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Paper #4

Kismet's picture

Nostalgia is at an all-time high these days.  In an age of political instability, terrorism, education reform, and technological advancement, we often wistfully remember what are often referred to as “the good old days.”  These are the days when kids could ride bikes all over town from dawn until dusk and their parents would rest easy without fear of creeps and kidnappers that might prey on their children.  These are the times when you could play with your dolls instead of being rushed off to a Test-Prep Session or a Cello class.  This was an era when kids played hide-and-seek in their homes instead of their rubble and ruins.  In these troubling times we all want to remember those years that felt carefree and fun.  

As adults we mourn our inability to have fun without scheduling it into our days, and we worry that children are missing out on their best days because they, too, are exposed to the anxiety and fear in this world.  However, children cope with these troubles through play.  Anna, a classmate of mine, shared her experience of growing up in Germany while learning the language.  Clearly the idea of moving to a different country and having to learn a new language is daunting to most people, regardless of their age.  However, she learned German in a way that was not stressful, but fun - through play.  She recounts that she never felt alienated from her peers because they were so deeply connected through their fun antics.  In her Serendip post she wrote, “Play has the power to do that.  It has the power to break down language barriers and allow us to connect on a deeper level.” (Lebewesen, 2016).  This speaks to the resiliency of children, and raises the question of how play functions to bolster this resiliency.  

One possible answer to this question is called the play-as-preparation hypothesis.  In the New York Times article Taking Play Seriously Robin Henig explains, “In this perspective, play evolved because it is good preparation for adulthood. It is a chance for young animals to learn and rehearse the skills they will need for the rest of their lives, and to do so in a secure environment, where mistakes will have few consequences.” (Henig, 2008).  This explanation of the hypothesis references the fact that humans aren’t the only animals that play, and therefore it is believed to serve an evolutionary purpose.  It is possible that many different animals play in order to develop skills, especially those that are useful in social situations.  A clear example of this is Anna’s anecdote; for her, play was the avenue through which her German language skills developed.  Knowing German made life in Germany easier for her than it would have been had she not learned the language.

Besides language skills, play often helps children develop better social skills such as sharing, problem solving, and cooperating with others.  It is how most children make friends.  The skills developed in childhood play are often very important later in life.  Someone who spent more time playing and negotiating ideas with others as a child is much more likely to work well in groups, such as in many careers.  We also hone our ability to understand social cues through interacting with others when we are young.  Children who are more social are often quicker to catch sarcasm than children who spend more time by themselves.  Considering that all cultures have different mannerisms and cues that are deeply established, it makes sense that they are learned through social interaction from a young age.  Even though Anna wasn’t born in Germany, she was able to easily assimilate herself into her classmates’ culture largely due to the fact that she was only four years old when she moved.  She was young and flexible enough to learn the accepted behaviors easily.  Because of this, she was not seen as an outsider by her peers, which further contributed to the skills she learned through play.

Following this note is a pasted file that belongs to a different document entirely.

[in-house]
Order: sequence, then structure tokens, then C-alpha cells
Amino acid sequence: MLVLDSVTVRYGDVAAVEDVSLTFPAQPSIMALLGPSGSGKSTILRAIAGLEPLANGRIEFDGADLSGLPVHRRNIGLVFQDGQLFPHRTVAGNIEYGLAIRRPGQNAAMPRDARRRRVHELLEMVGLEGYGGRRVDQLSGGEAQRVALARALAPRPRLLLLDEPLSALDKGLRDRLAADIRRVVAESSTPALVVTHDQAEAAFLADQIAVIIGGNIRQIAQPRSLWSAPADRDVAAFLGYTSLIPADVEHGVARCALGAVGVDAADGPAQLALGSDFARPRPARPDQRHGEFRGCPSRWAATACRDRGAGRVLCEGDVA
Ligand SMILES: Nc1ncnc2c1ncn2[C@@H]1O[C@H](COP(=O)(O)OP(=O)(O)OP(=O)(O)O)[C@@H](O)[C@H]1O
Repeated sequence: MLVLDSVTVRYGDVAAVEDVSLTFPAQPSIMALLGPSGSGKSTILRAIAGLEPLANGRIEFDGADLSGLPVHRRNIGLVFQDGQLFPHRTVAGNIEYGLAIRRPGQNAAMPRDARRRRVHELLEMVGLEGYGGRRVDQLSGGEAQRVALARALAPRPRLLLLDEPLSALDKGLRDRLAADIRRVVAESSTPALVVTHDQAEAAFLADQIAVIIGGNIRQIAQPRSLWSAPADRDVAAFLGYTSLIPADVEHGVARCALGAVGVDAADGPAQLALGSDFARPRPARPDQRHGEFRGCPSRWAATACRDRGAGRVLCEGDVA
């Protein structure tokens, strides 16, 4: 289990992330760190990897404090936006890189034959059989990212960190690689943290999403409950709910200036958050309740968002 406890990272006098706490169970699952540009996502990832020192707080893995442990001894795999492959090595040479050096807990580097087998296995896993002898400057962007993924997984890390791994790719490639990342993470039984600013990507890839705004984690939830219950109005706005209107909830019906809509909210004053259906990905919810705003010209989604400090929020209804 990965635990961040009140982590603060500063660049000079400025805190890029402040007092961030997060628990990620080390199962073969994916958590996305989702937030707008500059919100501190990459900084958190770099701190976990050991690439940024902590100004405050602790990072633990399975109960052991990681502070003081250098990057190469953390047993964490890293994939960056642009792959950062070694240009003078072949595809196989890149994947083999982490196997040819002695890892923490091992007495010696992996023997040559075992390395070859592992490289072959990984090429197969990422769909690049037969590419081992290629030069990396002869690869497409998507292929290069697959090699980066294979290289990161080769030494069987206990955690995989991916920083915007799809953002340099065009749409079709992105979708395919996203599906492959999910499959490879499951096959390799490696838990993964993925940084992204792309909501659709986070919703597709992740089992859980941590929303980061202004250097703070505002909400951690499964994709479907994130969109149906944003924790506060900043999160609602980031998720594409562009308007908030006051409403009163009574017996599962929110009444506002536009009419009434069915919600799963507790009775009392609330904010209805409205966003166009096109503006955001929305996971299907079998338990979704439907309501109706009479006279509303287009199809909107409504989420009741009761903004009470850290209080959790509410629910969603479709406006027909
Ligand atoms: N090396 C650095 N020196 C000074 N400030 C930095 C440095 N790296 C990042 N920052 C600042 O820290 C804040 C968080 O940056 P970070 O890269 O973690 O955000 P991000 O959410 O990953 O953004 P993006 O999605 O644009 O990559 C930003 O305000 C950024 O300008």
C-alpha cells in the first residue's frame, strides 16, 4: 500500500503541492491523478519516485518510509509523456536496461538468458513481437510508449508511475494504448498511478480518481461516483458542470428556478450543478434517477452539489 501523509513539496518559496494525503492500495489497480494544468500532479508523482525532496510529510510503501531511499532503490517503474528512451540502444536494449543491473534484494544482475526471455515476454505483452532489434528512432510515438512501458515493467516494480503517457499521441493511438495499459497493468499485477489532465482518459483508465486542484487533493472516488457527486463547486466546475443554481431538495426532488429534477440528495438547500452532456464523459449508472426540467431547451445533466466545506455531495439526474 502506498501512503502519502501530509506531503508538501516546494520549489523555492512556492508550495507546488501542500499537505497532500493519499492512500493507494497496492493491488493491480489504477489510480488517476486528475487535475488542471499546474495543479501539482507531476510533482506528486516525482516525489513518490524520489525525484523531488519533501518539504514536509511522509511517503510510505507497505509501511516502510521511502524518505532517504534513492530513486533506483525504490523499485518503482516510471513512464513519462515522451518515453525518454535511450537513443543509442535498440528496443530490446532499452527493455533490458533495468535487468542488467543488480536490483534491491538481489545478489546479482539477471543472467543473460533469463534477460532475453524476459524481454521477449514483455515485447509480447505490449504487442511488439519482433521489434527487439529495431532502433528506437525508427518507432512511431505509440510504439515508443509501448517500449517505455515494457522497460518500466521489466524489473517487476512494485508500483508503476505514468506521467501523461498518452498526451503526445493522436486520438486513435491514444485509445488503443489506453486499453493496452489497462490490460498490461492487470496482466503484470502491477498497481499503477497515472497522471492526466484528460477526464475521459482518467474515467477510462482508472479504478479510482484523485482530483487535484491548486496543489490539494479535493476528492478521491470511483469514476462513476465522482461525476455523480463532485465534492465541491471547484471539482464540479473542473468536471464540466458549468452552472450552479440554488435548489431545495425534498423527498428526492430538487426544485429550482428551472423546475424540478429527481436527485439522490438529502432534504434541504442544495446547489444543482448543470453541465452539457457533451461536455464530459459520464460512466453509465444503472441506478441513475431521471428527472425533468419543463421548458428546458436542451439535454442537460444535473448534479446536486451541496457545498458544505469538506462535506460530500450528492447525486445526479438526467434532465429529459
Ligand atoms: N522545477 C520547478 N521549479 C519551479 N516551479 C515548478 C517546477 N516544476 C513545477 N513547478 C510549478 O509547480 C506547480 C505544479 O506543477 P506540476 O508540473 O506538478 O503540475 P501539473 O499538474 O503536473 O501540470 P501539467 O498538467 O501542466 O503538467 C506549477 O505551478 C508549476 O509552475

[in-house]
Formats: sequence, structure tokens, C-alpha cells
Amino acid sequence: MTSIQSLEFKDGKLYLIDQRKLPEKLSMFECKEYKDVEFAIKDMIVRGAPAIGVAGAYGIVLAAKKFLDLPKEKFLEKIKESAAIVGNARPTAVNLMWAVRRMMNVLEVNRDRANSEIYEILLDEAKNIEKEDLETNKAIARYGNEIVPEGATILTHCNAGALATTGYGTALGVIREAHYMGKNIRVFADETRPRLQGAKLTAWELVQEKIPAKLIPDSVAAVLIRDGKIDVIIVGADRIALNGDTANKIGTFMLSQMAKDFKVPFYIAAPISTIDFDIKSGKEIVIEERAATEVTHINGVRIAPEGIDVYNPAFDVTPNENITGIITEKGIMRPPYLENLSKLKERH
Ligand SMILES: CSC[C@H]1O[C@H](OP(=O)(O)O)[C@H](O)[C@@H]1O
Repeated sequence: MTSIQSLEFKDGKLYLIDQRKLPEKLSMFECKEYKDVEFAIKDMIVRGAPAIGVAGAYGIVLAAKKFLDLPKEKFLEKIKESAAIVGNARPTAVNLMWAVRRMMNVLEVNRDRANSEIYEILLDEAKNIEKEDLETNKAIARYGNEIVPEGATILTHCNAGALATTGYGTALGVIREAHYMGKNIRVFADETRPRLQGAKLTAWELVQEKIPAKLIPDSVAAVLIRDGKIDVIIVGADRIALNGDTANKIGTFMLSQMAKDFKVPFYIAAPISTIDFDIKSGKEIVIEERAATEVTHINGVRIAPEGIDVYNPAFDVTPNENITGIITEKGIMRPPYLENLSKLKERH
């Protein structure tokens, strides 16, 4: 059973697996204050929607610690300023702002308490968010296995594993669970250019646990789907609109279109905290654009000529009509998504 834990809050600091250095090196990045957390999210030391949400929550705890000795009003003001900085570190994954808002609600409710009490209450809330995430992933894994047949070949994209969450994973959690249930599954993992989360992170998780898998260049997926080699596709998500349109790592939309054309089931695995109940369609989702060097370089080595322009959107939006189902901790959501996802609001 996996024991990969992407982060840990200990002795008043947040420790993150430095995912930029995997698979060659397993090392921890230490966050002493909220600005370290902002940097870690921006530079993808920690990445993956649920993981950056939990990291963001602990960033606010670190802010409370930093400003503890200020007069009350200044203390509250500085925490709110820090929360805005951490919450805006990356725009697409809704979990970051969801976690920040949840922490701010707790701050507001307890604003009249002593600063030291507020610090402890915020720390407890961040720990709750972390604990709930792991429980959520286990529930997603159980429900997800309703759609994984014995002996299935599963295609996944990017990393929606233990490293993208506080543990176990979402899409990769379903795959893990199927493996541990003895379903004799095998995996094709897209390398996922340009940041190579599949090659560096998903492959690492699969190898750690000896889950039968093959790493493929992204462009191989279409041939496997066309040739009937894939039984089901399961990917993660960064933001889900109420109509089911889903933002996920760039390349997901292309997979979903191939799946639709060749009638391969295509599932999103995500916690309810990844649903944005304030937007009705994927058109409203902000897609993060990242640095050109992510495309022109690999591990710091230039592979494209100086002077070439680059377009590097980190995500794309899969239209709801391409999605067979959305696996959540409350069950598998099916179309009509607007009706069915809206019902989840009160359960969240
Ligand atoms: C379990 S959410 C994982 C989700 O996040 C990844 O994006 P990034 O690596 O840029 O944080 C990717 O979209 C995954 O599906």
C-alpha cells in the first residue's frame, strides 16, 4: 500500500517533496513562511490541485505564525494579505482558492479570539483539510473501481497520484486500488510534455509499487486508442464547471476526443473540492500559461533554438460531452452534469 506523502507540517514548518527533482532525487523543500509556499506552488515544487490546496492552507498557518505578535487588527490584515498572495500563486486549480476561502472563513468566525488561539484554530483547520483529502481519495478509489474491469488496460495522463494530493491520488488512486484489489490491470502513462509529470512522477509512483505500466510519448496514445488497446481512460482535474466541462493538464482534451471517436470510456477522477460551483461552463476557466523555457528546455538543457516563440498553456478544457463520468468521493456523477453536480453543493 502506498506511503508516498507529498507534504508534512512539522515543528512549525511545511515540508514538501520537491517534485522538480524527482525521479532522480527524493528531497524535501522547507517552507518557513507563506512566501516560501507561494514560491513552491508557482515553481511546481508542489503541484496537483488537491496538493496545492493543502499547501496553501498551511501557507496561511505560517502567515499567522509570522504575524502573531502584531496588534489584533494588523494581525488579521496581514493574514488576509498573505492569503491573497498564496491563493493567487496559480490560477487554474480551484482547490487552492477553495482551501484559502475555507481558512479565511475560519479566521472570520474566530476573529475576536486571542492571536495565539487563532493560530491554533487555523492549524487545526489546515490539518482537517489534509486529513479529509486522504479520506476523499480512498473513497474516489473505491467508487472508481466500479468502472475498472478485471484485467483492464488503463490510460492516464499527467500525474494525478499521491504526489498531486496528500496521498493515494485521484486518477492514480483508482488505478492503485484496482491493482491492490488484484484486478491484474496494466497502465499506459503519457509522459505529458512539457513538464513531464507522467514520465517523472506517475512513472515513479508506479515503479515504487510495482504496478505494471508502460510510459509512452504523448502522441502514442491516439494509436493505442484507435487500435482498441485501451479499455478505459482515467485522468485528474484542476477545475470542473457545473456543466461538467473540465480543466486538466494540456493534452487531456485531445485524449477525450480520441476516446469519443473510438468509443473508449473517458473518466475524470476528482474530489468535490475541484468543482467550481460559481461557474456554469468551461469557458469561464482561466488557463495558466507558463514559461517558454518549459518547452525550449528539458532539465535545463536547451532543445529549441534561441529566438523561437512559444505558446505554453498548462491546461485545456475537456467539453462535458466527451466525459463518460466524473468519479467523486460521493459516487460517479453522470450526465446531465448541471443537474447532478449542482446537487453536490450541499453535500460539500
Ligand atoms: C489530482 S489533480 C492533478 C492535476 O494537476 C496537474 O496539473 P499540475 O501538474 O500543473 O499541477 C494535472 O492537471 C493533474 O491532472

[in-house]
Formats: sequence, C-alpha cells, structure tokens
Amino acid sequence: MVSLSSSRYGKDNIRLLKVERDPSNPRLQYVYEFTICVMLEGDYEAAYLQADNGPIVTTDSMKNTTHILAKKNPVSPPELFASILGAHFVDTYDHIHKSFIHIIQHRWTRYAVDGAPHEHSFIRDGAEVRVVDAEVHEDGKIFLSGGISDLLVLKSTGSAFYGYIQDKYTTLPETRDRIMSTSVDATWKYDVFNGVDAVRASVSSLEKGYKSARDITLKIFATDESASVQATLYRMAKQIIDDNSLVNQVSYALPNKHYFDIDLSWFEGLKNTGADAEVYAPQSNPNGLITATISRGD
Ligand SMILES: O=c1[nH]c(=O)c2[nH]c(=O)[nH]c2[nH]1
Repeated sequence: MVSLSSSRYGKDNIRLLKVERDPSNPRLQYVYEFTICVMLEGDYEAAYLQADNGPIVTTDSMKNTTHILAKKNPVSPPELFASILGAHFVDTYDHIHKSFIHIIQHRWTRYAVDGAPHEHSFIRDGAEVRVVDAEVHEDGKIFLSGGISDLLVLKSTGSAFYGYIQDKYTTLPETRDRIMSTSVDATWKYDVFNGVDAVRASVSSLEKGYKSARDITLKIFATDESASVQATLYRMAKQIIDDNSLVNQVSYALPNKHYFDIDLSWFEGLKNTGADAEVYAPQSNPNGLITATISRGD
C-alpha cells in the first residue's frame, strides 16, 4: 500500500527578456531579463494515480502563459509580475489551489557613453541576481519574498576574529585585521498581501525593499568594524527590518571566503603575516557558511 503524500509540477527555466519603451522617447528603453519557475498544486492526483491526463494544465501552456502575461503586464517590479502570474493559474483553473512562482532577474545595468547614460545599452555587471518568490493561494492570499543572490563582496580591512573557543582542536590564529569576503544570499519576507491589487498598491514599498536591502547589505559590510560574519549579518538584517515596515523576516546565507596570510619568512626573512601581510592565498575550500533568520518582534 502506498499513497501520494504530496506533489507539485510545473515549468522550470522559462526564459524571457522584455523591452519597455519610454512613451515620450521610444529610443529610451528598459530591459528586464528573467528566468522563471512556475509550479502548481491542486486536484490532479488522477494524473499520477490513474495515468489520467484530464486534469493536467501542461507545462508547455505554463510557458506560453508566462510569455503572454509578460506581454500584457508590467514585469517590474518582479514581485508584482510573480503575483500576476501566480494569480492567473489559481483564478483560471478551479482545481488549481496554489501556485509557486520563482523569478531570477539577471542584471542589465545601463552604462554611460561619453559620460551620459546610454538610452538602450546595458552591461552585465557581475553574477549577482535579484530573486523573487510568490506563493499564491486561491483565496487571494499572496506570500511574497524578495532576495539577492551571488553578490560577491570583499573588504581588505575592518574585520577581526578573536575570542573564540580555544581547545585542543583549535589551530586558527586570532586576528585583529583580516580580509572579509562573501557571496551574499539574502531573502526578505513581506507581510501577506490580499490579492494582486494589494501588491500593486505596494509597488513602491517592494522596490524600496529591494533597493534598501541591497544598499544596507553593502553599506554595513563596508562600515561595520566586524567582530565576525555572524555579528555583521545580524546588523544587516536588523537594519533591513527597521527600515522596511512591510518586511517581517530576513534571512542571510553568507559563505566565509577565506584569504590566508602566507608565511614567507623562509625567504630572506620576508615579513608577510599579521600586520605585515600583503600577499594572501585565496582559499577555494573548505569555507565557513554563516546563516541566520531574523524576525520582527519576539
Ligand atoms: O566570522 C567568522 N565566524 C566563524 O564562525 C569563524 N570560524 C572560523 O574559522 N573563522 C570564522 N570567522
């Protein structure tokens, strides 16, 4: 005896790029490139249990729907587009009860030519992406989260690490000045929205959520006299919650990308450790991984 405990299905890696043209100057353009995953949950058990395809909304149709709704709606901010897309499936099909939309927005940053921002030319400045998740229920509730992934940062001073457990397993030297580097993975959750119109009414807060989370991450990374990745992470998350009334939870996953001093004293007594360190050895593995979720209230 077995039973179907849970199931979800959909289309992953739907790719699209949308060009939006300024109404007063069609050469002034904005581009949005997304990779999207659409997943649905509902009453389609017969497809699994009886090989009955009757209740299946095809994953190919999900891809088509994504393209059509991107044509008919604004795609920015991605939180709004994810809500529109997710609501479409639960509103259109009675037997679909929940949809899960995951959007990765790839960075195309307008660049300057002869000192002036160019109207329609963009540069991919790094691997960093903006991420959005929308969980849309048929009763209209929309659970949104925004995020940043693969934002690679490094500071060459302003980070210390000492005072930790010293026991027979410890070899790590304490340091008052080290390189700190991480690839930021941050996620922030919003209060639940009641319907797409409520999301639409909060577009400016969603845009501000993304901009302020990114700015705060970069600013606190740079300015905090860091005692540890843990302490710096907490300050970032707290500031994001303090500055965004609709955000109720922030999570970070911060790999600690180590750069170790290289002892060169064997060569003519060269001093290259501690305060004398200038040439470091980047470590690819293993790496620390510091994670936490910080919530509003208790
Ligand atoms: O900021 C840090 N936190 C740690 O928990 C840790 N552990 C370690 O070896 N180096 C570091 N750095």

Anna’s description of her childhood play experiences is full of warmth and pleasant feelings.  She clearly expresses her positive feelings about growing up in Germany.  She, like many other people, is quite nostalgic regarding her childhood.  In this day and age it is common to feel overwhelmed by stress, obligations, responsibilities, and fears.  In fact, it’s less common to be consistently content.  This is why we tend to yearn for the years filled with fun and play, the years that made us who we are today.  Nostalgia is healthy, as long as we do not use it to compare our childhoods to those of younger generations.  Times change, and society changes, too.  Our children will not play exactly the same way that we did.  We must not be worried by this difference, nor by the fear that they won’t be as joyful as we were.  We must know that we cannot control the world that we raise our children in, and that’s okay.  They will find a way to play, even if it’s among ruins and rubble.  Regardless of the hardships our world faces, we can take comfort in knowing that even in times of trouble, play will always prevail.



Edensor, Tim, Bethan Evans, Julian Holloway, Steve Millington and Jon Binnie. "Playing in Industrial Ruins: Interrogating Teleological Understandings of Play in Spaces of Material Alterity and Low Surveillance." Urban Wildscapes. Ed. Anna Jorgensen and Richard Keenan. New York: Routledge, 2011. 65-79.


Henig, R. M. (2008, February 17). Taking Play Seriously. Retrieved September 23, 2016, from


Knefel, M. (2015, July 16). Kid Stuff. Retrieved September 23, 2016, from

Lebewesen, A. (2016, September 18). Home is Where the Heart is. Retrieved September 23, 2016, from /oneworld/changing-our-story-2016/home-where-heart